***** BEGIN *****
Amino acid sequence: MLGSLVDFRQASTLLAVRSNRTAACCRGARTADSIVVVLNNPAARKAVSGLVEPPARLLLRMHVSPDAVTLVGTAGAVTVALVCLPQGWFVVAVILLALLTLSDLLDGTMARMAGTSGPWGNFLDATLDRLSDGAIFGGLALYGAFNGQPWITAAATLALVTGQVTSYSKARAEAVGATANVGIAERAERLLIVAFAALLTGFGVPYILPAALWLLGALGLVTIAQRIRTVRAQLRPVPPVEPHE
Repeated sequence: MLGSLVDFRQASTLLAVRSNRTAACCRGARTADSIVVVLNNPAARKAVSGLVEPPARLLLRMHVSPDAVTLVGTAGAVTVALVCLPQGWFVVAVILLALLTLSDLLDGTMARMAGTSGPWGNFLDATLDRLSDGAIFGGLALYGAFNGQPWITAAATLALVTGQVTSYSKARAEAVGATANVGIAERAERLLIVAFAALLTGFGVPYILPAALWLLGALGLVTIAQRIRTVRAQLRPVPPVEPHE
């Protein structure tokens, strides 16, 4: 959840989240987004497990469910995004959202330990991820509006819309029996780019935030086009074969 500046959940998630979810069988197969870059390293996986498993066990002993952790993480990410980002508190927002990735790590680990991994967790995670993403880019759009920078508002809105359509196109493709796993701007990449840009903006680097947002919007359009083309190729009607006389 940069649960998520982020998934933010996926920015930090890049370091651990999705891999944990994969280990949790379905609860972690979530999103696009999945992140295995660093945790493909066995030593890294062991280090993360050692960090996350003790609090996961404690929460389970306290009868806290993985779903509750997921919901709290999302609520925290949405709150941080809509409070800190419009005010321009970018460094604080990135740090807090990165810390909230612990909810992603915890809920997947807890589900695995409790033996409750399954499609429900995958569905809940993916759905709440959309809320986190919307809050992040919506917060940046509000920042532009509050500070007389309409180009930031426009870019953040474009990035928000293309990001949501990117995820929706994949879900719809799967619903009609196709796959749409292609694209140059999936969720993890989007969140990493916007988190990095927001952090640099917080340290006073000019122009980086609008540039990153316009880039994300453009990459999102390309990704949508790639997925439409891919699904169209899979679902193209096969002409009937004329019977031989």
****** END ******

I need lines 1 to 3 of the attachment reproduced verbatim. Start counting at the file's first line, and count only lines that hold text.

Amino acid sequence: MLGSLVDFRQASTLLAVRSNRTAACCRGARTADSIVVVLNNPAARKAVSGLVEPPARLLLRMHVSPDAVTLVGTAGAVTVALVCLPQGWFVVAVILLALLTLSDLLDGTMARMAGTSGPWGNFLDATLDRLSDGAIFGGLALYGAFNGQPWITAAATLALVTGQVTSYSKARAEAVGATANVGIAERAERLLIVAFAALLTGFGVPYILPAALWLLGALGLVTIAQRIRTVRAQLRPVPPVEPHE
Repeated sequence: MLGSLVDFRQASTLLAVRSNRTAACCRGARTADSIVVVLNNPAARKAVSGLVEPPARLLLRMHVSPDAVTLVGTAGAVTVALVCLPQGWFVVAVILLALLTLSDLLDGTMARMAGTSGPWGNFLDATLDRLSDGAIFGGLALYGAFNGQPWITAAATLALVTGQVTSYSKARAEAVGATANVGIAERAERLLIVAFAALLTGFGVPYILPAALWLLGALGLVTIAQRIRTVRAQLRPVPPVEPHE
């Protein structure tokens, strides 16, 4: 959840989240987004497990469910995004959202330990991820509006819309029996780019935030086009074969 500046959940998630979810069988197969870059390293996986498993066990002993952790993480990410980002508190927002990735790590680990991994967790995670993403880019759009920078508002809105359509196109493709796993701007990449840009903006680097947002919007359009083309190729009607006389 940069649960998520982020998934933010996926920015930090890049370091651990999705891999944990994969280990949790379905609860972690979530999103696009999945992140295995660093945790493909066995030593890294062991280090993360050692960090996350003790609090996961404690929460389970306290009868806290993985779903509750997921919901709290999302609520925290949405709150941080809509409070800190419009005010321009970018460094604080990135740090807090990165810390909230612990909810992603915890809920997947807890589900695995409790033996409750399954499609429900995958569905809940993916759905709440959309809320986190919307809050992040919506917060940046509000920042532009509050500070007389309409180009930031426009870019953040474009990035928000293309990001949501990117995820929706994949879900719809799967619903009609196709796959749409292609694209140059999936969720993890989007969140990493916007988190990095927001952090640099917080340290006073000019122009980086609008540039990153316009880039994300453009990459999102390309990704949508790639997925439409891919699904169209899979679902193209096969002409009937004329019977031989």